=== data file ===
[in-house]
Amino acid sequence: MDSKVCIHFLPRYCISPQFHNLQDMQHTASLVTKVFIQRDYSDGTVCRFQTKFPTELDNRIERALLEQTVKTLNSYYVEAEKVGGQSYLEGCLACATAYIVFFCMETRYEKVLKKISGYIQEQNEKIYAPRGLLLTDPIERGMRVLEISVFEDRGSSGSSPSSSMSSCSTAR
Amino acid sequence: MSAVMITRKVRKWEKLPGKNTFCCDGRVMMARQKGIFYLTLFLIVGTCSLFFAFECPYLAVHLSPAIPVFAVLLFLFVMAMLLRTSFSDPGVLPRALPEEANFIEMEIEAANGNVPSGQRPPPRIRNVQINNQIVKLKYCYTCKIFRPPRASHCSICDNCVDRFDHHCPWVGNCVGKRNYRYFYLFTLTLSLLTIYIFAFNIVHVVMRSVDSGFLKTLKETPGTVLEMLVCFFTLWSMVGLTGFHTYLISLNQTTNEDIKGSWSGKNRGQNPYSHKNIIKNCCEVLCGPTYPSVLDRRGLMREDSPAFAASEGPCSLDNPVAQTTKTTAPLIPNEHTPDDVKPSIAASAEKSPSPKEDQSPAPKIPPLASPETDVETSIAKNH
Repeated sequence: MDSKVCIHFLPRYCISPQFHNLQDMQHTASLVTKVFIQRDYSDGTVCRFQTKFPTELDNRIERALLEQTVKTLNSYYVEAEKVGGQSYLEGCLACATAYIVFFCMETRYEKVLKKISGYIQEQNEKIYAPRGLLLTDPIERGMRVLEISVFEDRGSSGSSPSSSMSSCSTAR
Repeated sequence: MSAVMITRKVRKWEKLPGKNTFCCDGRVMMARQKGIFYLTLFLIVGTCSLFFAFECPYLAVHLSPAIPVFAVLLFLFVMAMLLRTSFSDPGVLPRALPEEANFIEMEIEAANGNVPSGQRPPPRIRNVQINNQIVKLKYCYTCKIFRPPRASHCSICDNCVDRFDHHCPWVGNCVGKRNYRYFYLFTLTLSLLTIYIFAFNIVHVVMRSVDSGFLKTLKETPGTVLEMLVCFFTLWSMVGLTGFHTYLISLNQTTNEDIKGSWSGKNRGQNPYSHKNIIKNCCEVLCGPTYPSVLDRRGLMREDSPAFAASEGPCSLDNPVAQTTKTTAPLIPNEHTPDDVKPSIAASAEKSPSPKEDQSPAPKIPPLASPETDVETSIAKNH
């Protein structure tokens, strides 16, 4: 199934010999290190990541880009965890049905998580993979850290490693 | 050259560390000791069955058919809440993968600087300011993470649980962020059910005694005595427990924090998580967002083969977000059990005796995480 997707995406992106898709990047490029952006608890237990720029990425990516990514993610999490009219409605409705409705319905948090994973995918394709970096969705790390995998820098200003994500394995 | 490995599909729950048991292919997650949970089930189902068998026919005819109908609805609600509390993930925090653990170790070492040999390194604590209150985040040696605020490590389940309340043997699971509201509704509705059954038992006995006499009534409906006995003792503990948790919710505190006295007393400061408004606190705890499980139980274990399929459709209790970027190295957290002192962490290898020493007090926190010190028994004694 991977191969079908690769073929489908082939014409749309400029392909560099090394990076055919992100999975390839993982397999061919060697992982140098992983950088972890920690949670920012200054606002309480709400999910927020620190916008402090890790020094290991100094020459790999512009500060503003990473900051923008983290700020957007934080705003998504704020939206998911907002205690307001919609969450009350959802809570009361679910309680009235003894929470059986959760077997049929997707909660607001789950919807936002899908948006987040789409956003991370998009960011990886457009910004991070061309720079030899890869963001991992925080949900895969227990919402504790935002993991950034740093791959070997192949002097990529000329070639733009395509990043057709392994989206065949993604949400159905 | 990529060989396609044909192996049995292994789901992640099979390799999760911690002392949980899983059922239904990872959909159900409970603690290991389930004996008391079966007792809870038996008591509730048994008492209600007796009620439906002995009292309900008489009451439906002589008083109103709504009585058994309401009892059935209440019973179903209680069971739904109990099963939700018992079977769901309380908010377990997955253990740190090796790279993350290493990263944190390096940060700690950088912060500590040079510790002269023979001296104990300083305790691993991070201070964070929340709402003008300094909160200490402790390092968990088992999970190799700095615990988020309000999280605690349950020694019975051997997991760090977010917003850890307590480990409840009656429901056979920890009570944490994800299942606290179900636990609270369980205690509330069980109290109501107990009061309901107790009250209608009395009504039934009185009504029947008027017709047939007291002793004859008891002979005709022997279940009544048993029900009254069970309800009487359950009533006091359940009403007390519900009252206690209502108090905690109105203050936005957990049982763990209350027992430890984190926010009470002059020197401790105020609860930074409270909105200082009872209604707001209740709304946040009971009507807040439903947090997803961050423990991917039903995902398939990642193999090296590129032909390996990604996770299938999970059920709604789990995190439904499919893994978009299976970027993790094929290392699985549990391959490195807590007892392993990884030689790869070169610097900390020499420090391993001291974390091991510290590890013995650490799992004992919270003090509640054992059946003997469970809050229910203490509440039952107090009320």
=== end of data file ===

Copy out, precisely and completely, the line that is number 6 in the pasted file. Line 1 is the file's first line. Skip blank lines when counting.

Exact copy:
């Protein structure tokens, strides 16, 4: 199934010999290190990541880009965890049905998580993979850290490693 | 050259560390000791069955058919809440993968600087300011993470649980962020059910005694005595427990924090998580967002083969977000059990005796995480 997707995406992106898709990047490029952006608890237990720029990425990516990514993610999490009219409605409705409705319905948090994973995918394709970096969705790390995998820098200003994500394995 | 490995599909729950048991292919997650949970089930189902068998026919005819109908609805609600509390993930925090653990170790070492040999390194604590209150985040040696605020490590389940309340043997699971509201509704509705059954038992006995006499009534409906006995003792503990948790919710505190006295007393400061408004606190705890499980139980274990399929459709209790970027190295957290002192962490290898020493007090926190010190028994004694 991977191969079908690769073929489908082939014409749309400029392909560099090394990076055919992100999975390839993982397999061919060697992982140098992983950088972890920690949670920012200054606002309480709400999910927020620190916008402090890790020094290991100094020459790999512009500060503003990473900051923008983290700020957007934080705003998504704020939206998911907002205690307001919609969450009350959802809570009361679910309680009235003894929470059986959760077997049929997707909660607001789950919807936002899908948006987040789409956003991370998009960011990886457009910004991070061309720079030899890869963001991992925080949900895969227990919402504790935002993991950034740093791959070997192949002097990529000329070639733009395509990043057709392994989206065949993604949400159905 | 990529060989396609044909192996049995292994789901992640099979390799999760911690002392949980899983059922239904990872959909159900409970603690290991389930004996008391079966007792809870038996008591509730048994008492209600007796009620439906002995009292309900008489009451439906002589008083109103709504009585058994309401009892059935209440019973179903209680069971739904109990099963939700018992079977769901309380908010377990997955253990740190090796790279993350290493990263944190390096940060700690950088912060500590040079510790002269023979001296104990300083305790691993991070201070964070929340709402003008300094909160200490402790390092968990088992999970190799700095615990988020309000999280605690349950020694019975051997997991760090977010917003850890307590480990409840009656429901056979920890009570944490994800299942606290179900636990609270369980205690509330069980109290109501107990009061309901107790009250209608009395009504039934009185009504029947008027017709047939007291002793004859008891002979005709022997279940009544048993029900009254069970309800009487359950009533006091359940009403007390519900009252206690209502108090905690109105203050936005957990049982763990209350027992430890984190926010009470002059020197401790105020609860930074409270909105200082009872209604707001209740709304946040009971009507807040439903947090997803961050423990991917039903995902398939990642193999090296590129032909390996990604996770299938999970059920709604789990995190439904499919893994978009299976970027993790094929290392699985549990391959490195807590007892392993990884030689790869070169610097900390020499420090391993001291974390091991510290590890013995650490799992004992919270003090509640054992059946003997469970809050229910203490509440039952107090009320």